I stumbled across a salon.com interview with travel guru Rick Steves from 2009. It was very insightful and told us more about the happy-go-lucky tour guide people know from watching PBS.
I think I began watching Travels in Europe in high school or college. I was immediately hooked, and stored the knowledge for whenever I would be able to escape to Alsace or the Cinque Terra. He made some good points about customs, Americans and travel vs, tourism. The funniest point he made is that only Westerners sit on their toilets, other cultures are squatters-I had no idea. My trip to Germany last year did reveal that the toilets have shelves in them; supposedly for fecal surveillance. I’ll leave that right there.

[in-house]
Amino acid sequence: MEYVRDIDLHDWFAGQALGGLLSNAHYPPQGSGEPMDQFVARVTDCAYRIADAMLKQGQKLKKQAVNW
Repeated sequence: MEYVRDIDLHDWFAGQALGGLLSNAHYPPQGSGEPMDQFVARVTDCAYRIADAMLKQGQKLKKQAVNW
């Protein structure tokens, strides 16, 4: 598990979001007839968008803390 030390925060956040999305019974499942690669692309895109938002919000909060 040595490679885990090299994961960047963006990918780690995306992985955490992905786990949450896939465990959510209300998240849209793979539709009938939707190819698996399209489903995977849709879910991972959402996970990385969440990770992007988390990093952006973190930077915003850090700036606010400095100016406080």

Steves also noted that only a third of the world eats with forks and knives. The next third with chopsticks, and the last third with their hands. His point was that Americans who have not had diverse travel experiences believe their way and culture is the “norm”. Everyone else is either deviating or abnormal.
He also believes there is a distinct difference between travel and tourism. He compared tourism to the all-inclusive resort compounds full of other tourists-usually attractive ones. He has faith that savvy, experienced travelers know the difference between a tourist trap and an authentic experience. If you have watched his show as long as I have, that travel savvy will rub off on you.
The interview shows a strong desire from Steves that Americans see the world. He sees travel as an educational tool that exposes us all to the fact that most people want the same out of life-health, happiness and happy children, but politics and extremism sometimes get in the way of how outsiders see these desires. His persona on his show is more friendly towards this issue, but the article shows a deeper and more passionate argument for international travel and a more connected world.
Here is a link to the article: